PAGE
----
May your arms of love, stretched wide on the cross for us,
Now enfold Madiba, and Graça, with compassion, comfort and
the conviction that you will never forsake them but that
you will grant Madiba eternal healing and relief from pain and suffering.
And may your blessing rest upon Madiba now and always. Amen.

May God’s blessing rest upon all of you also: may the eagerness of the shepherds, the joy of the angels, the perseverance of the wise men, the obedience of Joseph and Mary, and the peace of the Christ-child be yours, this Christmas, and always. Amen.

Saturday 22 December 2012

Urgent Prayer Request for Tata Madiba and Me Graça

Dear Friends,

You will recall that last week I spend three days fasting and prayer for our country. I ended my prayers at Freedom Park at a service for Reconciliation Day and prayer.

During my prayers and fasting, God in Jesus Christ, through the power of the Holy Spirit, kept on giving me the refrain to also pray for Me Graça Machel and Tata Madiba. Would you kindly intensify your prayer for him at this time, and in your parishes and all places of worship tomorrow and this Christmas ask your followers to spend a significant amount of time praying for him please. Because I am making this call today, I will also make it via the public media to reach as many of you as are possible in a short space of time.

This is the prayer I composed for him and Me Graça. You may want to use your own as may be relevant in an ecumenical or interreligious context or no faith, but spare a moment please.

At Advent we sing and pray, O come, O come Emmanuel.
We ask now, for Emmanuel, God with us, to be with Madiba and Me Graça
Come Emmanuel and release our Madiba from the scourge of ill health;
Come Emmanuel and offer Madiba everlasting healing;
You are a God who knows vulnerability, weakness and frailty,
You are Lord of Lords, King of Kings, Lord of life and death,
Your power sustains us in life and death.

May your arms of love, stretched wide on the cross for us,
Now enfold Madiba, and Graça, with compassion, comfort and
the conviction that you will never forsake them but that
you will grant Madiba eternal healing and relief from pain and suffering.

And may your blessing rest upon Madiba now and always. Amen.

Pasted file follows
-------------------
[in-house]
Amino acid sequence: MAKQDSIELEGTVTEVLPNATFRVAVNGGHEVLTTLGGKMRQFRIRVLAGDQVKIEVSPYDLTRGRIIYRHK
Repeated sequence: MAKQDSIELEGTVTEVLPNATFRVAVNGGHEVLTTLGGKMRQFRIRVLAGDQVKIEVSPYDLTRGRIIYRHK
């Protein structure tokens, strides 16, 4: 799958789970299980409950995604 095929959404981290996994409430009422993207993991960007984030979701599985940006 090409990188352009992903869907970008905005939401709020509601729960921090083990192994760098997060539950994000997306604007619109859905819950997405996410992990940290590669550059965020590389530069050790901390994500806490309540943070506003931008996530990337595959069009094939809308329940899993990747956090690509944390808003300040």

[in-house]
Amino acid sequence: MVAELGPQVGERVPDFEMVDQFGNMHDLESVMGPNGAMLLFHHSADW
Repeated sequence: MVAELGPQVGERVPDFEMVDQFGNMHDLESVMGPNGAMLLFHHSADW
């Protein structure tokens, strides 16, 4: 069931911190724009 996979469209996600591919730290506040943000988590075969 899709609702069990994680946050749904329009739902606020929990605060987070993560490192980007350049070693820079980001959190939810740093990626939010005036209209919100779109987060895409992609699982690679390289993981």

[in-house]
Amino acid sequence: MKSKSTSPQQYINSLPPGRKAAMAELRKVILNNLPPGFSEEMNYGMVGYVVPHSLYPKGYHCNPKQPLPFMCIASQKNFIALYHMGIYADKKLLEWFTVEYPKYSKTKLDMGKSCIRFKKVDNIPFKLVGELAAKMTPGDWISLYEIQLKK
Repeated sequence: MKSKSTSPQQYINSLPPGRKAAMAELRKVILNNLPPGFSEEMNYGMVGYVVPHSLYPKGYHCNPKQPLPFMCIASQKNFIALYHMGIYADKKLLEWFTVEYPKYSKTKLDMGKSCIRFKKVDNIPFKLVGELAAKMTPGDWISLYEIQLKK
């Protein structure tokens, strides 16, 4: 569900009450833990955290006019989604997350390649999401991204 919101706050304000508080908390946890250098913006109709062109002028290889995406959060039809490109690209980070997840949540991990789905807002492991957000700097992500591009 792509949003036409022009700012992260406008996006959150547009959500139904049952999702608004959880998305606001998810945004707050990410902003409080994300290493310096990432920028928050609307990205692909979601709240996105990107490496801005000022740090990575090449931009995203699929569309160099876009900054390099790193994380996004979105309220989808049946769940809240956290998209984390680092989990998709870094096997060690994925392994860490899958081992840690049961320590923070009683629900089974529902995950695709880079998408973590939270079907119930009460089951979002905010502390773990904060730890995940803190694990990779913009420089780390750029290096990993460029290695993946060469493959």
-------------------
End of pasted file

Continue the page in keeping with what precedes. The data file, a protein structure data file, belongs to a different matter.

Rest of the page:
Yours in the service of our Lord and Saviour

Archbishop Thabo Makgoba.

Friday 21 December 2012

Church Leaders' Message to President Zuma and other Leaders

You can read the letter that Church leaders sent, earlier this month, to President Zuma at http://www.sacc.org.za/content/SACC%202012%20DOCS/DEC%202012/JOINT%20letterhead_dear%20president%20Zuma_final.pdf.

We sent similar letters to Premier Helen Zille and other key figures in the political and economic world.

The message we enclosed is at http://www.sacc.org.za/content/SACC%202012%20DOCS/DEC%202012/The%20church%20speaks%20_Final%20%2030%2011%202012.pdf.

Thursday 20 December 2012

To the Laos - To the People of God, Christmas 2012

Dear People of God

'Let us go now to Bethlehem and see this thing which has taken place’ say the shepherds to one another – and in doing so, invitation us all to come with them to the manger and kneel before the tiny infant who becomes our Saviour and Servant King. Babies and children move our hearts in special ways, putting us in touch with something within us that we do not want to lose – perhaps that ‘childlikeness’ which Jesus says is necessary for entering the kingdom of heaven.

Once again, I have been touched by the Christmas party which Lungi, Nyaki, Pabi and I hosted, for the third year, at Bishopscourt, for 200 girls and boys from Anglican orphanages and children’s homes. It is always a day full of fun and games, as we join ‘children being children’ in spite of the harsh realities they have faced.

Thanks to generous sponsorship, we have now bought a trampoline for use every year. We also had a clown, volunteers from the City Council's Childline, and St Johns Ambulance on stand-by for bumps, scratches and other first aid. The Anglican Students’ Fellowship lent a hand, as did the stalwarts of the Church Men’s Society, and many of the ‘mothers’ of the diocese were here to give home carers a break. Hope Africa has also become a key supporter and board members enjoyed interacting with the children. We are always grateful to the Science Centre for sending their mobile laboratory, with complex, stimulating, games. I tried a science puzzle on eye-hand coordination: tracing a maze while looking at your hand only through a mirror. I founded I needed more ‘flexibility’ in my thinking, to move my hand as I wanted!

The children love the swimming pool, so girls from Anglican schools, Herschel and St Cyprians, acted as life guards. Others offered face painting. St George’s and Bishops schools’ boys could not attend but sent generous donations of food and Christmas parcels. Nyaki lent a hand, even though he had to leave early for an Art examination that afternoon, and so Pabi joined her mother and her team, doing ‘double duty’ for them both. It is always a delight to see the parking area full of mini-buses from the homes and other cars, and children taking over the whole estate.